The Government will establish an Office of Marine Development Enforcement as part of its forthcoming Bill, set to underpin sustainable offshore renewable energy resources.
The legal text of the Marine Planning and Development Management Bill is currently being finalised and is expected to be brought to the Oireachtas before the end of March 2021.
The Government approved the General Scheme of the Bill in December 2019, but policy development and issues identified in the drafting process have led to a number of changes being made to the State consent regime.
The changes have removed duplication of relevant procedures and legal text by combining the planning interest and maritime area consent procedures into a single process, which will be concluded prior to the submission of the development consent application.
Additionally, unlike what was originally envisaged in the scheme, the Maritime Area Consent provisions will enable flexibility to manage different maritime usages without the need for additional specific legal text.
Interestingly, the Government has recognised the requirement to “future proof” the Bill and allow for agility. By setting out certain details in schedules, such as assessment criteria, the Government believes it can enable easy amendment in response to emergent need and allow for the integration of other maritime usages into the consenting regime in future, given the current focus on offshore renewable energy projects, interconnectors, and telecommunications cables.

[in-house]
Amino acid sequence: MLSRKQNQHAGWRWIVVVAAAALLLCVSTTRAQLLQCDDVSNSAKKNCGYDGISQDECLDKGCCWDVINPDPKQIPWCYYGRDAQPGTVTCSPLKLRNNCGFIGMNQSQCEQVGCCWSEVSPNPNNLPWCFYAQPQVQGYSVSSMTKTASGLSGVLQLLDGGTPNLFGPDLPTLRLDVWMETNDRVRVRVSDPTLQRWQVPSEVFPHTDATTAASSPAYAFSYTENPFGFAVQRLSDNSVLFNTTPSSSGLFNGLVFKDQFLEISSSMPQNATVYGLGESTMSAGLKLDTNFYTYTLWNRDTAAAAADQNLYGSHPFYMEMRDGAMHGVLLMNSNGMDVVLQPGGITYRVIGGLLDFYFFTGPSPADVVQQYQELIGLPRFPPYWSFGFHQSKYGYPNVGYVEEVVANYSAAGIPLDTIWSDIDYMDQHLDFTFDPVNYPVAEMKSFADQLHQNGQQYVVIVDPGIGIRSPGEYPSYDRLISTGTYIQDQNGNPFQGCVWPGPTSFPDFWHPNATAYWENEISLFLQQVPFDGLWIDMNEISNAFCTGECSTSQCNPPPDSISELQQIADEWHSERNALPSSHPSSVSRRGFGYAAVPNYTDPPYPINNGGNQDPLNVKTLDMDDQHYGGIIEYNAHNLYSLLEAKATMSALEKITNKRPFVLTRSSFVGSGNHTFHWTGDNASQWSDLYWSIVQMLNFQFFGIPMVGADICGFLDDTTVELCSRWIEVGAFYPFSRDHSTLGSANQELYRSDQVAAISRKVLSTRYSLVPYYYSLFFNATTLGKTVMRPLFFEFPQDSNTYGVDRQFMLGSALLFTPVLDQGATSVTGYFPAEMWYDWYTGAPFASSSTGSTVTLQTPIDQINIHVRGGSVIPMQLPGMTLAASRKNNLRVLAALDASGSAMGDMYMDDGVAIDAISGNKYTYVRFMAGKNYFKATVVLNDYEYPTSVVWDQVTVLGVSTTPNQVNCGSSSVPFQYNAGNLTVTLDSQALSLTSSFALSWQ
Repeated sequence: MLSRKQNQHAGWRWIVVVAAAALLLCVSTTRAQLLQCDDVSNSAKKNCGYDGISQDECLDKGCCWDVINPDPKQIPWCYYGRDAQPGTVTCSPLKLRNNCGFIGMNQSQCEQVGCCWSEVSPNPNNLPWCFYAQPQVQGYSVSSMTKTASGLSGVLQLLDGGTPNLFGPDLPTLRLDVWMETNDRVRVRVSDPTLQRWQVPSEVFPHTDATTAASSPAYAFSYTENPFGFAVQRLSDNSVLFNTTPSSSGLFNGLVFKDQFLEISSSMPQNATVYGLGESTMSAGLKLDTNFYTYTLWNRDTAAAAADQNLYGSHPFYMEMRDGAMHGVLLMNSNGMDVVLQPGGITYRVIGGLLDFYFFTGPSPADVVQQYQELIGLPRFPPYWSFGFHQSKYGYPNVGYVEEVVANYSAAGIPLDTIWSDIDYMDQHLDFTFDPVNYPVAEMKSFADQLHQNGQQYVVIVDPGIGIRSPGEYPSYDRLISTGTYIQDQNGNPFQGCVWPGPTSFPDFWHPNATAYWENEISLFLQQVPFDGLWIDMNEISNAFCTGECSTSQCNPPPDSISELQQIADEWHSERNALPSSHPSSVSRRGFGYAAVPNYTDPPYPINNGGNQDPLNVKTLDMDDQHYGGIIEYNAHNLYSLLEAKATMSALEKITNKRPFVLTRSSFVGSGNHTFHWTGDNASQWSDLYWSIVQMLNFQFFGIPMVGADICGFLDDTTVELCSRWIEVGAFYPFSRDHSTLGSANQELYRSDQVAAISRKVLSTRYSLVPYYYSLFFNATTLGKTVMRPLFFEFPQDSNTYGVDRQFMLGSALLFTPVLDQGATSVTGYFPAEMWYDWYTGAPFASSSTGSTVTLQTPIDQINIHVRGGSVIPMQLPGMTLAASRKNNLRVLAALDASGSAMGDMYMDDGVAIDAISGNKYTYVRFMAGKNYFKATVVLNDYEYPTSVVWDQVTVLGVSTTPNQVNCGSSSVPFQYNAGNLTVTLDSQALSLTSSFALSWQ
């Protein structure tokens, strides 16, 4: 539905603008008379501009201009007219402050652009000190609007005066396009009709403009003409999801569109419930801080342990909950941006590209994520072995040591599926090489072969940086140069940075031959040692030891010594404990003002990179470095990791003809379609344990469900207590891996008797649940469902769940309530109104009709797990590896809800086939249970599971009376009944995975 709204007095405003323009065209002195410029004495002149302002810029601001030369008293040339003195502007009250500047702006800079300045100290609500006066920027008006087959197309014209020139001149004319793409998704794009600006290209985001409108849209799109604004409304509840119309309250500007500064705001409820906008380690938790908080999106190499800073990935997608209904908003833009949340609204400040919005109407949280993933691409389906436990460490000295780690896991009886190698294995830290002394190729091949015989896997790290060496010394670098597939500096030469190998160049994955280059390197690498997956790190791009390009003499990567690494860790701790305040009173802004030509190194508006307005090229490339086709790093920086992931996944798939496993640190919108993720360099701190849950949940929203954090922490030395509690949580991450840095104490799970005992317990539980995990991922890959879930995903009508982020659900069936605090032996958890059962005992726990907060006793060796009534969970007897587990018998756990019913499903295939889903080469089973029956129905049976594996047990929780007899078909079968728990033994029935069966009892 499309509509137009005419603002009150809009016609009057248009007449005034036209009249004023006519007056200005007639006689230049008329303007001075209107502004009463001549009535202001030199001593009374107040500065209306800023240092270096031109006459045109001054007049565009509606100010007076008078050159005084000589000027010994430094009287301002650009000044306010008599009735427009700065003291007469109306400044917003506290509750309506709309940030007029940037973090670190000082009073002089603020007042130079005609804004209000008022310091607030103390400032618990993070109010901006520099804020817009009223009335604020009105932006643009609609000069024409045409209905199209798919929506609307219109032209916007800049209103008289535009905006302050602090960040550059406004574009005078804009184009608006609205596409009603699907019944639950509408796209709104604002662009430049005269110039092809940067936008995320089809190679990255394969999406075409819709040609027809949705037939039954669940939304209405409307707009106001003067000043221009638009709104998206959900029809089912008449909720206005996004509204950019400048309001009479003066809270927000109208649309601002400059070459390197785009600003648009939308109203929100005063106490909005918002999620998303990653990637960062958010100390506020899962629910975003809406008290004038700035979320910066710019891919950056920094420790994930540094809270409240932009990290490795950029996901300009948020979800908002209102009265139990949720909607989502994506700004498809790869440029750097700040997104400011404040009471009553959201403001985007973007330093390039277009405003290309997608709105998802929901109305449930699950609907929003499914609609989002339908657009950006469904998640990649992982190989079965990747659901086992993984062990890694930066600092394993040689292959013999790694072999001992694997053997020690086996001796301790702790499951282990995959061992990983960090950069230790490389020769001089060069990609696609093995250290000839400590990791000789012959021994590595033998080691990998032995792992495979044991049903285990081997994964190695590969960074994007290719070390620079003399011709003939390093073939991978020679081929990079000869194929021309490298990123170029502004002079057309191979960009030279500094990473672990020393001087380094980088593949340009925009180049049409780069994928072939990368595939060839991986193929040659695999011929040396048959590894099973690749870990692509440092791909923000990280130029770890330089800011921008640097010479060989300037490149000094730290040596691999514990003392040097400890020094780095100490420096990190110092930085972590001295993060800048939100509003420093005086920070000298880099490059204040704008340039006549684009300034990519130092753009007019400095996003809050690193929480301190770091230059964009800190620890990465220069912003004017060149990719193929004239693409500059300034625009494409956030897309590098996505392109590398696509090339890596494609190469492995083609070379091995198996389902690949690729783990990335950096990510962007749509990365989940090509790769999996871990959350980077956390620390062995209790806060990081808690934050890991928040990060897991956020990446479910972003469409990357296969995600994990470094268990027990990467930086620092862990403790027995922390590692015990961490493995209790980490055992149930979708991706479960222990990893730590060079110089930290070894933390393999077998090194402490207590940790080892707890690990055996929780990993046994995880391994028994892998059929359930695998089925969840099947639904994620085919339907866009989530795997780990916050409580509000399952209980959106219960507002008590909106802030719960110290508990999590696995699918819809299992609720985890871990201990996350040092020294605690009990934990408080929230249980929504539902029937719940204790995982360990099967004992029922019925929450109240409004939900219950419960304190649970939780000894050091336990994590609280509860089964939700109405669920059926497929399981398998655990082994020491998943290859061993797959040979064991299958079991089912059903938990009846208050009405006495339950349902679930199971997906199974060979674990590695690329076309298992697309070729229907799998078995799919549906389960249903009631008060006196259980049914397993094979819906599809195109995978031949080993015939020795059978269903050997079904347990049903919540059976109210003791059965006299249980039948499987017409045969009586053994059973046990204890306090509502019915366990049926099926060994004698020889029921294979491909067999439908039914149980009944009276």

An Office of Marine Development Enforcement has been deemed necessary to undertake enforcement and compliance functions in respect of planning decisions for offshore development and Maritime Area Consents.
The Bill’s overall objective is to establish in law a single consent principle and to replace existing State and development consent regimes. The Bill is expected to underpin Ireland’s ambitious renewable energy targets by facilitating the development of offshore energy.
An increase in national carbon reduction ambitions includes a target of 70 per cent electricity from renewables by 2030, including the development of around 5GW of offshore renewable energy. The offshore portfolio is expected to accelerate as Ireland looks towards a target of net zero carbon by 2050. Following the first RESS auction in 2020, the first dedicated offshore auction has been scheduled for this year, with the Government expected to support generation of 2.5GW of power in the Irish Sea.
The Bill is designed to secure the objectives of the National Marine Planning Framework (NMPF), which provides the spatial and policy context for decisions about the maritime area. Described as the ‘sister document’ of the National Planning Framework (NPF), the Department aim to meet the EU Commission’s NMPF submission date of March 2021.
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Marine Planning and Development Management Bill: Next steps